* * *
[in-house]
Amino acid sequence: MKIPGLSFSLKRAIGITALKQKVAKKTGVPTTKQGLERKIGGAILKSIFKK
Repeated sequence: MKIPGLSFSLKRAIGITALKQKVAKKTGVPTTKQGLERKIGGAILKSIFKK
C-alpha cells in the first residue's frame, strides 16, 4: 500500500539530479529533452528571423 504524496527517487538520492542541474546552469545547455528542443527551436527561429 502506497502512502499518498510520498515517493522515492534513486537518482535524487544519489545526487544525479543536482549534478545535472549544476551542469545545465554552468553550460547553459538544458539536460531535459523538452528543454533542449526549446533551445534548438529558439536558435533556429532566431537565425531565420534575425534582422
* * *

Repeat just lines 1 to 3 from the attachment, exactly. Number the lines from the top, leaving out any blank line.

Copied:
[in-house]
Amino acid sequence: MKIPGLSFSLKRAIGITALKQKVAKKTGVPTTKQGLERKIGGAILKSIFKK
Repeated sequence: MKIPGLSFSLKRAIGITALKQKVAKKTGVPTTKQGLERKIGGAILKSIFKK